232

Which one to use to build a mock web service to test the Angular 4 app?

341

Use the HttpClient class from HttpClientModule if you're using Angular 4.3.x and above:

import { HttpClientModule } from '@angular/common/http';

@NgModule({
 imports: [
   BrowserModule,
   HttpClientModule
 ],
 ...

 class MyService() {
    constructor(http: HttpClient) {...}

It's an upgraded version of http from @angular/http module with the following improvements:

  • Interceptors allow middleware logic to be inserted into the pipeline
  • Immutable request/response objects
  • Progress events for both request upload and response download

You can read about how it works in Insider’s guide into interceptors and HttpClient mechanics in Angular.

  • Typed, synchronous response body access, including support for JSON body types
  • JSON is an assumed default and no longer needs to be explicitly parsed
  • Post-request verification & flush based testing framework

Going forward the old http client will be deprecated. Here are the links to the commit message and the official docs.

Also pay attention that old http was injected using Http class token instead of the new HttpClient:

import { HttpModule } from '@angular/http';

@NgModule({
 imports: [
   BrowserModule,
   HttpModule
 ],
 ...

 class MyService() {
    constructor(http: Http) {...}

Also, new HttpClient seem to require tslib in runtime, so you have to install it npm i tslib and update system.config.js if you're using SystemJS:

map: {
     ...
    'tslib': 'npm:tslib/tslib.js',

And you need to add another mapping if you use SystemJS:

'@angular/common/http': 'npm:@angular/common/bundles/common-http.umd.js',
| improve this answer | |
  • 1
    I am trying to import HttpClientModule. But '@angular/common/http' is not present in node_modules directory which I installed using "npm start" command. Can you help? – Dheeraj Kumar Jul 27 '17 at 7:27
  • 1
    @DheerajKumar, which version are you using? it's only available in 4.3.0 and up – Max Koretskyi Jul 27 '17 at 7:31
  • I downloaded angular quick start from git. and In package.json, "@angular/common": "^4.3.0" is present. but there is no @angular/common/http. – Dheeraj Kumar Jul 27 '17 at 7:35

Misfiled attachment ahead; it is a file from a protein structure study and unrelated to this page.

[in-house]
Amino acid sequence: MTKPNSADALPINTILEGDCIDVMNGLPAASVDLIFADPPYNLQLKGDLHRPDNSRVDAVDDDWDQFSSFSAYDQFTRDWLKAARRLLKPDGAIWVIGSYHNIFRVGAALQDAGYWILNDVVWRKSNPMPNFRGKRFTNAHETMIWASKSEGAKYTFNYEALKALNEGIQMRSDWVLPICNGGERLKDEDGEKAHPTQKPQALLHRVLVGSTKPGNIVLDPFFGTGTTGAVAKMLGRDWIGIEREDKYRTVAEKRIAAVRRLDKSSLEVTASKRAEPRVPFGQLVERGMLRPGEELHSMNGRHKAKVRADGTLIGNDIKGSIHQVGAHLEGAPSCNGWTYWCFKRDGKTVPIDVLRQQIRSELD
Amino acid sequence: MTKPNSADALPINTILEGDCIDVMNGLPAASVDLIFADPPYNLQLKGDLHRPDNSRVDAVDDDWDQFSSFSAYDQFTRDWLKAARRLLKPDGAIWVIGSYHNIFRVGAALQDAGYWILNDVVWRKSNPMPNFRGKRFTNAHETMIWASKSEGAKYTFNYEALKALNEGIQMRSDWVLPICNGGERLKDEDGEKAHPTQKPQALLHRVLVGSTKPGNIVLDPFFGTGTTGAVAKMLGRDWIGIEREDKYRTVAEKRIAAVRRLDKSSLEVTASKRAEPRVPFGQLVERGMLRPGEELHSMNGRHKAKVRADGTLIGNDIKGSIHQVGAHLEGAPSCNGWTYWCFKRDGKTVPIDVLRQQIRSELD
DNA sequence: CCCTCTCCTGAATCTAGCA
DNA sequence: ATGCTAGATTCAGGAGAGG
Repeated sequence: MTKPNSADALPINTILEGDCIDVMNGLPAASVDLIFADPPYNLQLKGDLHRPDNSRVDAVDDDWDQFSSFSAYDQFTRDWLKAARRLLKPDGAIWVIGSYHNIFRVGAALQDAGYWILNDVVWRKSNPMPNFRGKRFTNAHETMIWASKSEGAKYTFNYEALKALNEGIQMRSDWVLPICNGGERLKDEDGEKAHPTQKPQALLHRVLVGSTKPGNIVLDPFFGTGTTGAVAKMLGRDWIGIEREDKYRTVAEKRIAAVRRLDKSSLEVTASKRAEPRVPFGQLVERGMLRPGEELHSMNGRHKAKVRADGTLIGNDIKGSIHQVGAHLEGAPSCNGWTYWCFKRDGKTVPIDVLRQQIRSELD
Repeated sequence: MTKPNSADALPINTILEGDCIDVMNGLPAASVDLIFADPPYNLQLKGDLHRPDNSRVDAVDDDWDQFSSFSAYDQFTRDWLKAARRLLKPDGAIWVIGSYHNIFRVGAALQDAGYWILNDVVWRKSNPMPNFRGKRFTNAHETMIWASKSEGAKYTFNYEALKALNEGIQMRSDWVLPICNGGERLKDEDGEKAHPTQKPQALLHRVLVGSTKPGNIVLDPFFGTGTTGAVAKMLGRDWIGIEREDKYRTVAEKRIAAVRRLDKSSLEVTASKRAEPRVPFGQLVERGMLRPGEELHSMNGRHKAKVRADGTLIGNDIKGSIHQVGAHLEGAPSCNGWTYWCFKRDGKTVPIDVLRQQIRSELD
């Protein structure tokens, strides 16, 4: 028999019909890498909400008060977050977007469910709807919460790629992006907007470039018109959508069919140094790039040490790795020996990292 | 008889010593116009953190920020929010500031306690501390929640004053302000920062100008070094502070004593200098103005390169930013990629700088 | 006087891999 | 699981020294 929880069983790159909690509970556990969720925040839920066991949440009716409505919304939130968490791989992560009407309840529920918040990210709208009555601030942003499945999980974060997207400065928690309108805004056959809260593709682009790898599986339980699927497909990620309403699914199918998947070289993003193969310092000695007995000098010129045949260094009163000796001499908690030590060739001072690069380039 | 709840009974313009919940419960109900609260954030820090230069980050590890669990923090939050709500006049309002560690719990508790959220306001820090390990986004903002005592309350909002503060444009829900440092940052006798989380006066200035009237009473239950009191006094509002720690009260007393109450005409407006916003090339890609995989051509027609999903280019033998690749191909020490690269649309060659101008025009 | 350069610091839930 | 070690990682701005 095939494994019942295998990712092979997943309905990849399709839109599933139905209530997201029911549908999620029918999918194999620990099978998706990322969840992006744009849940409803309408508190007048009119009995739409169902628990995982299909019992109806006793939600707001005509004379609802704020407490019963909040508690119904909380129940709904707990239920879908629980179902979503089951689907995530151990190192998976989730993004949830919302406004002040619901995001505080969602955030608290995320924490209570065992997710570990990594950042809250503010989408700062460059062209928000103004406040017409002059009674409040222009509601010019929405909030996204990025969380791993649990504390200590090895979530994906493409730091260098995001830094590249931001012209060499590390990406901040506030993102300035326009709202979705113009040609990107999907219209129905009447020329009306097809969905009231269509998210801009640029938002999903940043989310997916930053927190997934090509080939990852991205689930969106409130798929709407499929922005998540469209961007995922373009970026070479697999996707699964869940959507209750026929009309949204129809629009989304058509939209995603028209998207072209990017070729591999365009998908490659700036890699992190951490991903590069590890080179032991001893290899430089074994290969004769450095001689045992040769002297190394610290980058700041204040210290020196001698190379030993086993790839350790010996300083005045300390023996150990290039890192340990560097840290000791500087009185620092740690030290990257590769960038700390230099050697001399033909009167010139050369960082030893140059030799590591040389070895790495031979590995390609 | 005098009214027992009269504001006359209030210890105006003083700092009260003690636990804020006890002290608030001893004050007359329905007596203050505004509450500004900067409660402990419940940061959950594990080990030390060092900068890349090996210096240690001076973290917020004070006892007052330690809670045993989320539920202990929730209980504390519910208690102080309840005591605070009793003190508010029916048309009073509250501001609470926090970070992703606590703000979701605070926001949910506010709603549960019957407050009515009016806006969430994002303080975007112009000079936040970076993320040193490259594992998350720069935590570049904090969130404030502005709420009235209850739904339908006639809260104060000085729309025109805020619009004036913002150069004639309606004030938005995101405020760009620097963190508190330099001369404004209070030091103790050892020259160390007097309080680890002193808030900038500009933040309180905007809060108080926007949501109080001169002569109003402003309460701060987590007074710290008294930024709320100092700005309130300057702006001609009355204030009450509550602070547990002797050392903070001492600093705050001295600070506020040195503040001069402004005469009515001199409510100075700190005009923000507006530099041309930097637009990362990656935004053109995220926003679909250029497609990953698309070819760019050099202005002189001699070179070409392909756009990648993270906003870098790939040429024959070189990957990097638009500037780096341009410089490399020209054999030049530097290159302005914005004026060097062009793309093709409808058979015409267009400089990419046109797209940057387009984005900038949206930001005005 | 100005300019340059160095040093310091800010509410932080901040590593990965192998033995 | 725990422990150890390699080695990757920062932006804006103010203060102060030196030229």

• remove node_modules folder and run npm install again – Max Koretskyi Jul 27 '17 at 7:44
  • 5
    I've run into this very same issue (I am using System.js). One thing that is missing from this answer is that you'll also need to map the new module in system.js as follows: '@angular/common/http': 'npm:@angular/common/bundles/common-http.umd.js', – Tyler O Aug 8 '17 at 18:02
43

Don't want to be repetitive, but just to summarize in other way (features added in new HttpClient):

  • Automatic conversion from JSON to an object
  • Response type definition
  • Event firing
  • Simplified syntax for headers
  • Interceptors

I wrote an article, where I covered the difference between old "http" and new "HttpClient". The goal was to explain it in the easiest way possible.

Simply about new HttpClient in Angular

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18

This is a good reference, it helped me switch my http requests to httpClient

https://blog.hackages.io/angular-http-httpclient-same-but-different-86a50bbcc450

It compares the two in terms of differences and gives code examples.

This is just a few differences I dealt with while changing services to httpclient in my project (borrowing from the article I mentioned) :

Importing

import {HttpModule} from '@angular/http';
import {HttpClientModule} from '@angular/common/http';

Requesting and parsing response:

@angular/http

 this.http.get(url)
      // Extract the data in HTTP Response (parsing)
      .map((response: Response) => response.json() as GithubUser)
      .subscribe((data: GithubUser) => {
        // Display the result
        console.log('TJ user data', data);
      });

@angular/common/http

 this.http.get(url)
      .subscribe((data: GithubUser) => {
        // Data extraction from the HTTP response is already done
        // Display the result
        console.log('TJ user data', data);
      });

Note: You no longer have to extract the returned data explicitly; by default, if the data you get back is type of JSON, then you don't have to do anything extra.

But, if you need to parse any other type of response like text or blob, then make sure you add the responseType in the request. Like so:

Making the GET HTTP request with responseType option:

 this.http.get(url, {responseType: 'blob'})
      .subscribe((data) => {
        // Data extraction from the HTTP response is already done
        // Display the result
        console.log('TJ user data', data);
      });

Adding Interceptor

I also used interceptors for adding the token for my authorization to every request:

This is a good reference: https://offering.solutions/blog/articles/2017/07/19/angular-2-new-http-interface-with-interceptors/

like so:

@Injectable()